To create a schism in the order of monks is one of the most serious of possible offensives according to Theravada Vinaya. Phra Mettananda might be well-advised to choose his words more carefully.
As I understand it, it is a time-honoured Thai tradition to alternate the position of sangha raja (supreme patriarch) between Maha Nikaya and Dhammayuta orders. Why have there been no complaints from the Dhammayuta sect about the Ecclesiastical Bill for the past 40 years? Only now that a Maha Nikaya monk is expected to assume the office do we read about this "huge setback for the progress of Buddhism" and its fossilising of "the archaic Thai feudal system" from Mettananda Bhikkhu.
If the process is to be made more democratic, how might we expect the majority of monks in Thailand to vote?
It seems difficult to dispute that it was the Venerable Maha Bua who has initiated the conflict within the Thai sangha. As Mettananda Bhikkhu put it, the Ven Maha Bua "converted his fund-raising network into a public rally to demote his arch-rival Somdej Kiaw and Visanu Krue-ngarm, the deputy prime minister who supports the Somdej to act in place of the Supreme Patriarch who is critically ill".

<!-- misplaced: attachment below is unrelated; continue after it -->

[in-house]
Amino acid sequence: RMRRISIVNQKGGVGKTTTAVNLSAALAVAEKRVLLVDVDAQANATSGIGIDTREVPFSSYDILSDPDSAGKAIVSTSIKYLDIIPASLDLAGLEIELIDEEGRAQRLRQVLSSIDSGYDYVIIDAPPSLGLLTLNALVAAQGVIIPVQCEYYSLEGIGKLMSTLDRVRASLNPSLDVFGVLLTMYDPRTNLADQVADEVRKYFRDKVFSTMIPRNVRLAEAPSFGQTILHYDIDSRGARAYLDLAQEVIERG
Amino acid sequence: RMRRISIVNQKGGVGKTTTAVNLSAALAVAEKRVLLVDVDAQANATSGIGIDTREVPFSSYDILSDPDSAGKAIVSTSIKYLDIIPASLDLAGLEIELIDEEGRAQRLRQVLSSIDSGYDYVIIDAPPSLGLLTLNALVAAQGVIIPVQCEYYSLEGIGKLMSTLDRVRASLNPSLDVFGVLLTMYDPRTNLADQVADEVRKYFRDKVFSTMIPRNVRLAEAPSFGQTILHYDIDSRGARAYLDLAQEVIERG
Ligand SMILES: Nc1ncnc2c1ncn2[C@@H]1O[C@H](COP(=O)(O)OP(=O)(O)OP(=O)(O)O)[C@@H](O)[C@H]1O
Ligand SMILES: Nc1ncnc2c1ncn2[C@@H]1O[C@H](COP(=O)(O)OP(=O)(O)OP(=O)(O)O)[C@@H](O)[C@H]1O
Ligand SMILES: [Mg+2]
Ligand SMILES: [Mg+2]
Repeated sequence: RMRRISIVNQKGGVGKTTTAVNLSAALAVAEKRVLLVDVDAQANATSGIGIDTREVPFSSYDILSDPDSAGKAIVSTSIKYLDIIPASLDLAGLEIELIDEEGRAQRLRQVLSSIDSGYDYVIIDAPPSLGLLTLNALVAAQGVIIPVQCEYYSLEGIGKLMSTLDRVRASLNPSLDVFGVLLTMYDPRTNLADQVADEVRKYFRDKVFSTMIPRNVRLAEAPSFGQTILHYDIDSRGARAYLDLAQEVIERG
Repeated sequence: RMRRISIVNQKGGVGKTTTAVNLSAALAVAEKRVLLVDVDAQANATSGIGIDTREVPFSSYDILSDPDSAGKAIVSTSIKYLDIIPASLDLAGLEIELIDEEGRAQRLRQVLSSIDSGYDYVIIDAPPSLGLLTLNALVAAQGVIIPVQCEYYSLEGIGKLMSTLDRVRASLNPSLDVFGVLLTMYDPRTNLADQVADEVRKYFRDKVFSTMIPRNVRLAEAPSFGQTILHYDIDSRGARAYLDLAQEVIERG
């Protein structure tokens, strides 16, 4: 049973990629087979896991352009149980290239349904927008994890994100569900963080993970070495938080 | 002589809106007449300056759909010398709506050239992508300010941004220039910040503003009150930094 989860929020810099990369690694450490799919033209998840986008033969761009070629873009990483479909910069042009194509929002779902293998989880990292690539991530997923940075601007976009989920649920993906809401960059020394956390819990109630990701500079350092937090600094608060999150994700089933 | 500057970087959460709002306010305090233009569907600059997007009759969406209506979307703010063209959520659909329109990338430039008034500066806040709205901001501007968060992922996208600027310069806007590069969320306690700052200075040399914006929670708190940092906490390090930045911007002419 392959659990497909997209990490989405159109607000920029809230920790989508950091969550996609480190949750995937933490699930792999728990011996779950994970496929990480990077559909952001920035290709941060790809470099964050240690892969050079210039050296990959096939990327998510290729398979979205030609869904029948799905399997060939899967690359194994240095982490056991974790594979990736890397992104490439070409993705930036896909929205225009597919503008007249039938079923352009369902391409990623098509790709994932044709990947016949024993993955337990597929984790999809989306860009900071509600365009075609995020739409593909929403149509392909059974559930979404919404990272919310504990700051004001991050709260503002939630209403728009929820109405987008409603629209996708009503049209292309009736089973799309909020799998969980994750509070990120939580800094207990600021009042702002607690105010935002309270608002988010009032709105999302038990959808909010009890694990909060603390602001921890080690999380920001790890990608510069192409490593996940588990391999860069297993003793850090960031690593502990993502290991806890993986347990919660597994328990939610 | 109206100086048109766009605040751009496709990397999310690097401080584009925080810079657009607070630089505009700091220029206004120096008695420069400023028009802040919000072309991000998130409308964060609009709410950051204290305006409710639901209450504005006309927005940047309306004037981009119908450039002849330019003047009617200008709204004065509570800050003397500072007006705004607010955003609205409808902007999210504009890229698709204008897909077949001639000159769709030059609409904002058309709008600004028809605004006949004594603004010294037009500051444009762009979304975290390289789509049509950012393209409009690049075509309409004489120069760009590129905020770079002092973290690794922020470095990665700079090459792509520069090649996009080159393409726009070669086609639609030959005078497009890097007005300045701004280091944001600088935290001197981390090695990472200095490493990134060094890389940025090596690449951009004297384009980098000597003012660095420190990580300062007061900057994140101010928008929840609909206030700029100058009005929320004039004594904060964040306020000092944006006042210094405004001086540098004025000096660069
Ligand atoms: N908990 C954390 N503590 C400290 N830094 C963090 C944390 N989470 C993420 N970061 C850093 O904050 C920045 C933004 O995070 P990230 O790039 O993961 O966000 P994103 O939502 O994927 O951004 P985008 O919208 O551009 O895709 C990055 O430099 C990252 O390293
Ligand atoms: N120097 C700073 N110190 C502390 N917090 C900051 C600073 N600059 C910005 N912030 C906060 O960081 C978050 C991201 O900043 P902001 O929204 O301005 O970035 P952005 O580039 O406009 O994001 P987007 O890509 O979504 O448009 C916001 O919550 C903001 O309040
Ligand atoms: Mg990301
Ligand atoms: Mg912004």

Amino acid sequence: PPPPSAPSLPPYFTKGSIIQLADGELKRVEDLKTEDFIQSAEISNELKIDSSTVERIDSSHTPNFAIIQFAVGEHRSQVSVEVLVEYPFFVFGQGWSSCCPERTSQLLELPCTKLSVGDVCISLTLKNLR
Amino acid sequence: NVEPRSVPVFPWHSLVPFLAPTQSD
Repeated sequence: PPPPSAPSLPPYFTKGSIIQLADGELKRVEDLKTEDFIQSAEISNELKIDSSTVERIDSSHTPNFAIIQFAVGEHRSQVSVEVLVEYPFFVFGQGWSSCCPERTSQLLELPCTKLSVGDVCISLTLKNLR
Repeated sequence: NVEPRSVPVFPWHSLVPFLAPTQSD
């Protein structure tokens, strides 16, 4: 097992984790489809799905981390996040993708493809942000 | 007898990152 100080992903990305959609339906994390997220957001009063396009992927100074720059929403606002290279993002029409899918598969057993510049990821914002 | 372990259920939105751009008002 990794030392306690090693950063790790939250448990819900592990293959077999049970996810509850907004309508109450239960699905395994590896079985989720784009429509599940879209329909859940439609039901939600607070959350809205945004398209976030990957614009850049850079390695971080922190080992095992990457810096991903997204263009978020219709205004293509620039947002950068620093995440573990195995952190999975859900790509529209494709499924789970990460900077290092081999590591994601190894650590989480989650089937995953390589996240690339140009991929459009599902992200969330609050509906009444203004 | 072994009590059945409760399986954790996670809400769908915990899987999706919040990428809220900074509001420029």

Isn't he being partisan, though, when he writes that the Ven Maha Bua "is right in his claim to having started his campaign, as he sees no one capable of doing this other than himself".
Perhaps Mettananda Bhikkhu can clarify something that has long puzzled me, viz how is it the work of a Buddhist monk to launch "a massive fund-raising drive to pay off the loan from the International Monetary Fund"? Furthermore, how does one revered monk dare to cast aspersions on another, saying he "is also not qualified to wear the yellow robe"?
Since all the nastiness and aggression seem to be coming from the Ven Maha Bua's side, I wonder why Mettananda Bhikkhu writes that "they" don't know forgiveness. What would it take to satisfy the Ven Maha Bua? What else but to be sangha raja himself?